Case No. 5:12-cv-276
OPINION AND ORDER GRANTING PLAINTIFF'S MOTION
FOR CONDITIONAL CERTIFICATION OF COLLECTIVE ACTION
AND GRANTING IN PART AND DENYING IN PART PLAINTIFF'S MOTION
TO NOTIFY CLASS AND GRANTING IN PART AND DENYING IN PART
DEFENDANT'S CROSS-MOTION FOR RIGHT TO OBJECT TO
PLAINTIFF'S PROPOSED NOTIFICATION TO CLASS
(Doc. 7, 10)
Pending before the court are two related motions: Plaintiff Doreen Forauer's motion for conditional certification of a collective action and to notify the potential class under the Fair Labor Standards Act, 29 U.S.C. §§ 201-219 (the "FLSA") (Doc. 7), and Defendant The Vermont Country Store, Inc.'s ("VCS") cross-motion for the right to object to the proposed notification to class (Doc. 10). The court heard oral argument on the motions on June 3, 2013.
Ms. Forauer alleges that she worked for VCS for eight years, as both a telemarketing sales representative and as a customer service representative. She further alleges that VCS did not compensate her and other similarly-situated telemarketing sales representatives and customer service representatives for all hours worked because VCS allegedly required these employees to perform certain duties before and after their shifts for which the employees were not paid. Her complaint sets forth a violation of 29 U.S.C. § 206, which requires employers to pay all employees at least the minimum wage for all hours worked.
Ms. Forauer now seeks conditional certification of a collective action, pursuant to 29 U.S.C. § 216(b), for "a class of all current and former Telemarketing Sales Representatives and Customer Service Representatives employed by The Vermont Country Store within three years prior to the date of [this] order, who worked for [The Vermont Country Store] but were not paid minimum wages for a portion of the hours worked." (Doc. 7-1 at 1.) She further requests that the court order VCS to disclose the names of and identifying information for the potential class members; that the court authorize notice of the class to potential class members; and that the court order VCS to post notice at its worksites. VCS opposes the motion for conditional certification, arguing that Ms. Forauer has not met her burden of showing that she is similarly situated to other current or former employees or that VCS had in place a practice or policy common to all telemarketing sales representatives and customer service representatives that violates the FLSA.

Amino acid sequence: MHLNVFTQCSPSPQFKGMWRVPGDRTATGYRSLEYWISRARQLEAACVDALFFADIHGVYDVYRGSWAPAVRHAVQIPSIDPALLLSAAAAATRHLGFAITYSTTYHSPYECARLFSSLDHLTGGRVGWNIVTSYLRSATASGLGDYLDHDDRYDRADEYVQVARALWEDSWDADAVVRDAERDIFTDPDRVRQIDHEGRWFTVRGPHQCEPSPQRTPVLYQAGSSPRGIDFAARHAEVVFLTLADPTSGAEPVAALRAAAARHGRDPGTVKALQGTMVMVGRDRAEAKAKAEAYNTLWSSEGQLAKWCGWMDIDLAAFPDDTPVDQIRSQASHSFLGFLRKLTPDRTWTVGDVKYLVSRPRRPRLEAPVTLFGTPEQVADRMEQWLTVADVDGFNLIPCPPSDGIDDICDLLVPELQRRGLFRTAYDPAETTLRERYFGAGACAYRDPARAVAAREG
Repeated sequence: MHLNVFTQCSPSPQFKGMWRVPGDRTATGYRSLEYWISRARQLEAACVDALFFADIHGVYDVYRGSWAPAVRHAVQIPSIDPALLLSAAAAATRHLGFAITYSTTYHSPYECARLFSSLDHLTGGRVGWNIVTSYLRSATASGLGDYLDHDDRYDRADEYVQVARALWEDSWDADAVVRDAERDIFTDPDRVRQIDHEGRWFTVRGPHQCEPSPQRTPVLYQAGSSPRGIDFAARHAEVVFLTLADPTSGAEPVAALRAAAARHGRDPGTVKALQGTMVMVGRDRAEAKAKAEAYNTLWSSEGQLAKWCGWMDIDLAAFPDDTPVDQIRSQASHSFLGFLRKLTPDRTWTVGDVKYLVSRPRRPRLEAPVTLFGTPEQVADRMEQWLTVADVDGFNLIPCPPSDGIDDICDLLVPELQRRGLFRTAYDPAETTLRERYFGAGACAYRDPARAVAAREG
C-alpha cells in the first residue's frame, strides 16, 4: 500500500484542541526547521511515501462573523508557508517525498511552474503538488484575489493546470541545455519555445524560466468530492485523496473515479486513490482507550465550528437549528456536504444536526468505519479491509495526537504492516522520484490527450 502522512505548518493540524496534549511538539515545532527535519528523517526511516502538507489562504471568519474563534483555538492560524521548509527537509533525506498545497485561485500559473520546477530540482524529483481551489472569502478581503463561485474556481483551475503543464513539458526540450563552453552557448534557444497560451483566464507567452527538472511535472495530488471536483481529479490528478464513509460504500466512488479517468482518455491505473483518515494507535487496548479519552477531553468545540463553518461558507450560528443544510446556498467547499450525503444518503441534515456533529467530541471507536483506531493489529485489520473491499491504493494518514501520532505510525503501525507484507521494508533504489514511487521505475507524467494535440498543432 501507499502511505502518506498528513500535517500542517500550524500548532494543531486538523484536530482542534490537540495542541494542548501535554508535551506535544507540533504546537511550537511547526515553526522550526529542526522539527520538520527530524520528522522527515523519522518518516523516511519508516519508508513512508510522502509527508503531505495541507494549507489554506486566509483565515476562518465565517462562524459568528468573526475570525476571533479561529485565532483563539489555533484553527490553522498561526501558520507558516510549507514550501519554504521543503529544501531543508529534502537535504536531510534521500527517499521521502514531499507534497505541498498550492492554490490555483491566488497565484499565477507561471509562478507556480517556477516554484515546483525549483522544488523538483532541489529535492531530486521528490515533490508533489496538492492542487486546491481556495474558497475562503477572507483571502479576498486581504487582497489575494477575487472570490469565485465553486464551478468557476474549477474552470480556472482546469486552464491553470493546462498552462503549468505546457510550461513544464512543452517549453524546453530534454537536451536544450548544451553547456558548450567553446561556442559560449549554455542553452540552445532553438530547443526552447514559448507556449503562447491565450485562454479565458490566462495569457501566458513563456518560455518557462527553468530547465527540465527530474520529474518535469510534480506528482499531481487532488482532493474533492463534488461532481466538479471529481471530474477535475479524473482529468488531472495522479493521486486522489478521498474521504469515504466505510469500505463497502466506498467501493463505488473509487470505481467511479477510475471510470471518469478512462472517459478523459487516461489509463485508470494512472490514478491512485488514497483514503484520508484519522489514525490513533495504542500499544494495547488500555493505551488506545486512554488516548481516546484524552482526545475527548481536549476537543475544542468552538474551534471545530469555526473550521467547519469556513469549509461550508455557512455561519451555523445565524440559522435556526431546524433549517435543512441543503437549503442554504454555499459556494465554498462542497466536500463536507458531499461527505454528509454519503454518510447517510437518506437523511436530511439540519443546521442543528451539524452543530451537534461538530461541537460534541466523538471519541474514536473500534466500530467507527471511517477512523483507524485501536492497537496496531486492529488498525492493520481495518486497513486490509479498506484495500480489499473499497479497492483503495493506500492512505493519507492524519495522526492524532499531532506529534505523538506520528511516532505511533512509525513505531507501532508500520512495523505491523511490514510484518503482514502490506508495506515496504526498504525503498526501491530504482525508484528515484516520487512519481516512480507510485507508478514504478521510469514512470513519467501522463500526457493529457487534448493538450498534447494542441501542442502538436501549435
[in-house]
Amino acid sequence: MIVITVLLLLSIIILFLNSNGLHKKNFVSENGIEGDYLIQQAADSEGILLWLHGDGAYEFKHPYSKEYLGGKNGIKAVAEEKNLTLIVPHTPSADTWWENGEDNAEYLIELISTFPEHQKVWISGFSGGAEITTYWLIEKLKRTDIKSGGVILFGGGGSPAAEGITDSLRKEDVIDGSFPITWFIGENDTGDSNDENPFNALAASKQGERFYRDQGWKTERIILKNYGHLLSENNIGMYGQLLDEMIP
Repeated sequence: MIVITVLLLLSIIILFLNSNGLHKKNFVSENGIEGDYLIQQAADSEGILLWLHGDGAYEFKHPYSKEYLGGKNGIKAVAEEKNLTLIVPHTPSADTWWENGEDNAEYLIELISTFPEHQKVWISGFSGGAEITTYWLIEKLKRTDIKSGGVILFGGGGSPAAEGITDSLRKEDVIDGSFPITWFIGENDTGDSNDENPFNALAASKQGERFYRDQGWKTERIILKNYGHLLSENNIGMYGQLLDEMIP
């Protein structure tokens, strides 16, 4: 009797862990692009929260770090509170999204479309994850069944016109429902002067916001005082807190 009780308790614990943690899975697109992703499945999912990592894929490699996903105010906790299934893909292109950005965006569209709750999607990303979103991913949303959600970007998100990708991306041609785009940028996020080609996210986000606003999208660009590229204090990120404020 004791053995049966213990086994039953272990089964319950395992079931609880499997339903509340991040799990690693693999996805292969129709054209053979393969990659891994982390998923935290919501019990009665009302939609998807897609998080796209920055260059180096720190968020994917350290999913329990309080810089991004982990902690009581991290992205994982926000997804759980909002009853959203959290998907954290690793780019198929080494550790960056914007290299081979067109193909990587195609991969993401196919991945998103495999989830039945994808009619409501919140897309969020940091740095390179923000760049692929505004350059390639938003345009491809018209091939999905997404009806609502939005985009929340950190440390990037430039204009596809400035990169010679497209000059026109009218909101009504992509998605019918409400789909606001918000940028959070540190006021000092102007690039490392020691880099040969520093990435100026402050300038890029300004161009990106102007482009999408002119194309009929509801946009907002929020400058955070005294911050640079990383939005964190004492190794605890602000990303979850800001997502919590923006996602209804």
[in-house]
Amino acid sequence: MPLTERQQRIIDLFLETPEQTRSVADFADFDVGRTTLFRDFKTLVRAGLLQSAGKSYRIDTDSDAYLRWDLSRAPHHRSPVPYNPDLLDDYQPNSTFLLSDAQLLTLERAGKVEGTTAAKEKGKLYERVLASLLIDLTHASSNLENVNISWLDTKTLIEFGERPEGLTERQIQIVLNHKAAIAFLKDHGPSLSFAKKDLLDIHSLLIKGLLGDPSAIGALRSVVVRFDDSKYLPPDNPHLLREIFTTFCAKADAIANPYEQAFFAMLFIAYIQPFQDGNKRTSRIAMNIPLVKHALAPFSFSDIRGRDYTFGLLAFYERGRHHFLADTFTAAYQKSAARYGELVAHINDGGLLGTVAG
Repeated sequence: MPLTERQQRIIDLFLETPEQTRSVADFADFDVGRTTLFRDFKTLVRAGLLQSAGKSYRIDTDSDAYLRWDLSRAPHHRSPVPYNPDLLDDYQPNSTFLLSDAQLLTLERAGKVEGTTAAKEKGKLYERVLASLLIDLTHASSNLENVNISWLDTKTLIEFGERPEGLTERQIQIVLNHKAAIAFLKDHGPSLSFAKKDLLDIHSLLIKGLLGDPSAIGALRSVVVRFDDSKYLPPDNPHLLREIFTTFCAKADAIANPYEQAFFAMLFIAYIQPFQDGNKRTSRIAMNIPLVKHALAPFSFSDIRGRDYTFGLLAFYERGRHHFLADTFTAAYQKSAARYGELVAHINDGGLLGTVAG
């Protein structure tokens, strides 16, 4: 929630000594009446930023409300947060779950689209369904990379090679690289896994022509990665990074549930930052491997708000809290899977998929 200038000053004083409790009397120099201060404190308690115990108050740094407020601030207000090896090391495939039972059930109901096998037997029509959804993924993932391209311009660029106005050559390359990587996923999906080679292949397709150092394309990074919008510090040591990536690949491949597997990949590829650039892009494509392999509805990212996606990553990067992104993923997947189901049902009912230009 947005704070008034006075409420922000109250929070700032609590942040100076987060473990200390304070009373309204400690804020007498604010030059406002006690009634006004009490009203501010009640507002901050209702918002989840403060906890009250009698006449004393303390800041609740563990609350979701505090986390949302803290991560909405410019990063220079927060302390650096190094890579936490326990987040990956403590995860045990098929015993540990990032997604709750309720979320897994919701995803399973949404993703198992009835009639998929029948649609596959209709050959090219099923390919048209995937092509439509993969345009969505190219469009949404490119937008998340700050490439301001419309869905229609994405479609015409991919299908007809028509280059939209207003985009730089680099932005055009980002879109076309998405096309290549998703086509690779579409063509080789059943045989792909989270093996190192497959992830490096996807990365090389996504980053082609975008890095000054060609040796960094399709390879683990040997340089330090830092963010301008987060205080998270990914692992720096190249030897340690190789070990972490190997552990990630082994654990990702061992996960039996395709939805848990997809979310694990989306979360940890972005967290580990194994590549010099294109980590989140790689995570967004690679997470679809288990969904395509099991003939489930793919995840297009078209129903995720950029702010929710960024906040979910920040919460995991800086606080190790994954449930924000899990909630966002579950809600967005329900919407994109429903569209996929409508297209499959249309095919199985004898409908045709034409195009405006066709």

VCS cross-moves with objections to the content of Ms. Forauer's proposed class notice, including the time period for potential class members to opt-in to the proposed class; the deadline for it to comply with any disclosure order; and the extent of employee information it must provide to Ms. Forauer should the court order disclosure of potential class members. VCS also requests that, if the court does authorize notice, the court set a deadline for Ms. Forauer to send notice to potential class members. Ms. Forauer does not object to such a deadline; however, she opposes VCS's proposed opt-in time period, as well as the majority of its other objections to the proposed class notice.
Ms. Forauer is represented by Christopher J. Larson, Esq. and Erin H. Gallivan, Esq. VCS is represented by Andrew H. Maass, Esq.
I. Factual Background.
The following facts are derived from the complaint and the affidavits of Ms. Forauer and Maureen Dunham, which are treated as true and accurate for the purposes of the pending motions.
VCS employed Ms. Forauer from 2004 to 2012 as a telemarketing sales representative and as a customer service representative at its locations in Manchester, Vermont, and North Clarendon, Vermont, although she worked mostly at the North Clarendon call center. VCS employed Ms. Dunham as a telemarketing sales representative at its North Clarendon, Vermont call center for at least five years until her termination in the spring of 2012. Ms. Forauer alleges that the telemarketing sales representatives and customer service representatives perform substantially similar tasks and that both sets of employees use the same equipment at VCS's various locations.
Ms. Forauer and Ms. Dunham allege that VCS required each to perform unpaid work before their shifts, which included turning on, booting up, and logging into their computers and various software programs, including a timekeeping software; reviewing emails and messages prior to the start of their shifts; and starting up VCS's website and their phones. Ms. Forauer and Ms. Dunham further allege that VCS required each to perform unpaid work during their breaks and at the end of their shifts, including closing down the phone, website, software, and computer; documenting daily activities; and reviewing the work schedule and requesting changes. Ms. Forauer claims she spent between twenty to thirty minutes per shift completing work for which she was not compensated. Ms. Dunham claims she spent an average of fifteen minutes before her shifts, five minutes during her breaks, and five to ten minutes after her shifts completing this work. In addition, Ms. Forauer asserts that VCS did not have a process for employees to recover wages for time spent completing this additional work.